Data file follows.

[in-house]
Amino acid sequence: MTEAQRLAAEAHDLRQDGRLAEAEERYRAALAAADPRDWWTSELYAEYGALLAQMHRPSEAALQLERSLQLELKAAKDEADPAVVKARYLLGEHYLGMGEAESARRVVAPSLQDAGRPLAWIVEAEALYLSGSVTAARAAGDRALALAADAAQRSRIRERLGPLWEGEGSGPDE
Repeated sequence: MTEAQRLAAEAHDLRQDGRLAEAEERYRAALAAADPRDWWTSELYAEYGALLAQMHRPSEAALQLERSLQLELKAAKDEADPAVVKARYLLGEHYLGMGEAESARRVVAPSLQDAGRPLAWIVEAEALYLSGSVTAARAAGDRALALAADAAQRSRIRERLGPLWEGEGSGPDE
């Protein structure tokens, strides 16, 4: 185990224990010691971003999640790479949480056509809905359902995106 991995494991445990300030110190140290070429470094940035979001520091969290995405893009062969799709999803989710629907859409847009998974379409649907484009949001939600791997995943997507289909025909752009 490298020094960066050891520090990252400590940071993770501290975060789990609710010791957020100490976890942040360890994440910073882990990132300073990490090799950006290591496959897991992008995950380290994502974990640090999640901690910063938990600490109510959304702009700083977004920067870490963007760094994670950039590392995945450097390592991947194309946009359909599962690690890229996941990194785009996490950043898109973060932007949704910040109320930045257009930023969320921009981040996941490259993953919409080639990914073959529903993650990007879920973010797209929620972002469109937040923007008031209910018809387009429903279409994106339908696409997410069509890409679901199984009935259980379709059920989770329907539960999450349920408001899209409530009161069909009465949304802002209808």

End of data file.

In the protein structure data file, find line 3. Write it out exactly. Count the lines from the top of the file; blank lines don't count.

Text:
Repeated sequence: MTEAQRLAAEAHDLRQDGRLAEAEERYRAALAAADPRDWWTSELYAEYGALLAQMHRPSEAALQLERSLQLELKAAKDEADPAVVKARYLLGEHYLGMGEAESARRVVAPSLQDAGRPLAWIVEAEALYLSGSVTAARAAGDRALALAADAAQRSRIRERLGPLWEGEGSGPDE